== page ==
These clouds are described as looking like a field of tennis balls or melons, or like breasts. This is the reason why it is called as “MAMMATUS”. This word comes from the Latin word “MAMMA” which means breast.
Here are some interesting facts about these clouds!
- Mammatus clouds, also known as MAMMATOCUMULUS, are usually dark and semi-transparent, creating an ominous atmosphere!
- Individual mammatocumulus can be 1 km to 3 km in diameter. Together they often cover about hundreds of kilometers of sky.
- The pouches can either be ragged or smooth!
HOW ARE THEY FORMED?
- Mammatus clouds are formed during a thunderstorm.
- During the thunderstorm there is a strong updraft, drawing water molecules up from below.
- The water condenses, up in the sky, and due to the updraft, the water still rises up.
- When it reaches the altitude of 57,000 feet, the water freezes into ice crystals and spreads out horizontally becoming a part of the anvil cloud.
- Ice crystals, that are grouped together, begin to sink, as they have a higher density than air.
- When the sinking ice crystals reach the bottom of the anvil cloud, they sink a little bit more because of the large clusters of ice. This stops creating mammatus clouds.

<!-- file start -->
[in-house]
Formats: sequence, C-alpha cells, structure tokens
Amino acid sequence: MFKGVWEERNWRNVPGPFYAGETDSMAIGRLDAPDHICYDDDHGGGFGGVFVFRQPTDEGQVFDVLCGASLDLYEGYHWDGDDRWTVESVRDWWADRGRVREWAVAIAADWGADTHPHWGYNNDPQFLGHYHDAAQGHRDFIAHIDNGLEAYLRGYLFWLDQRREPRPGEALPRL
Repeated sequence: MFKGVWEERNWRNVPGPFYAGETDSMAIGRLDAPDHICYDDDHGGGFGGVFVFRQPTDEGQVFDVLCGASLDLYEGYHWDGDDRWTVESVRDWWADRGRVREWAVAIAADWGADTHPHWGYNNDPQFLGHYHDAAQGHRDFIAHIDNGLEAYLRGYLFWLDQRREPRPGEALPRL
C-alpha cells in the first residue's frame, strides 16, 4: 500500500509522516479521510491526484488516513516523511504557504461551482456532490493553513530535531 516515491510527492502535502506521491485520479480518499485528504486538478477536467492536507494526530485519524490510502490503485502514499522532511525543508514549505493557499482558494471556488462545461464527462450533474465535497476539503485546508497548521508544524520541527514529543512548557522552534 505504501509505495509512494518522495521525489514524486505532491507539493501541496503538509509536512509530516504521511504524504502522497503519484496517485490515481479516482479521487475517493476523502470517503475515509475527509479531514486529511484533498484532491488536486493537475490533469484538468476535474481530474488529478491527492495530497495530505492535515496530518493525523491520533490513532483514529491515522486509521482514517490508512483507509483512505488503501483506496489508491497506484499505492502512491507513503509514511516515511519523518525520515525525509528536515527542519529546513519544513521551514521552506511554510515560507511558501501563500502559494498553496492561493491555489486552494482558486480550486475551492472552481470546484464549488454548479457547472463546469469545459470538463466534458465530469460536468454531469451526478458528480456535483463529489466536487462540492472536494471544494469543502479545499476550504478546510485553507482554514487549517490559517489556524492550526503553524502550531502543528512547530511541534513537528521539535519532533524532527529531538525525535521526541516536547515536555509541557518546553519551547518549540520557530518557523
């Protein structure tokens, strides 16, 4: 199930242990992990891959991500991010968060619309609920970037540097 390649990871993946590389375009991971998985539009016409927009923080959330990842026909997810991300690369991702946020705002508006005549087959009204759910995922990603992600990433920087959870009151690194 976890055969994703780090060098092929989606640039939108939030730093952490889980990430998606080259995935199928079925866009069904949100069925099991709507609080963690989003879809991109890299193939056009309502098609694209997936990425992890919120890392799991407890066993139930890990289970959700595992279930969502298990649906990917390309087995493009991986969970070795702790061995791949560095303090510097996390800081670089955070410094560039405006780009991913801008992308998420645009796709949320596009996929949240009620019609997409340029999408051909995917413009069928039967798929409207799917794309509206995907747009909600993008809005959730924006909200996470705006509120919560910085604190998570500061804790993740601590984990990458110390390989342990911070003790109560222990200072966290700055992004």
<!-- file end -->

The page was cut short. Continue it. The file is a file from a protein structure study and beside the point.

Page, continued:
- Thus, mammatus clouds are formed when the cold icy air sinks from the top to the bottom of an anvil cloud!
- A common misconception is that, when mammatus clouds appear, a tornado is about to form. But mammatus clouds are harmless and do not produce severe weather!
- Actually, these clouds appear after a worst thunderstorm has passed!
- The cloud formation only signifies a weakening storm!
DID YOU KNOW?
- On average, an individual mammatus pouch lasts for about 10 minutes while the whole cluster can last from 15 minutes to about a couple of hours!
- Mammatus clouds are long lived if the sinking air contains large ice crystals. This is because, greater energy is needed for the evaporation of larger particles.
- Mammatus pouches are usually composed of ice. But some can contain nearly 100% water!
- If they contain enough ice crystals, they may cause hailstorms!
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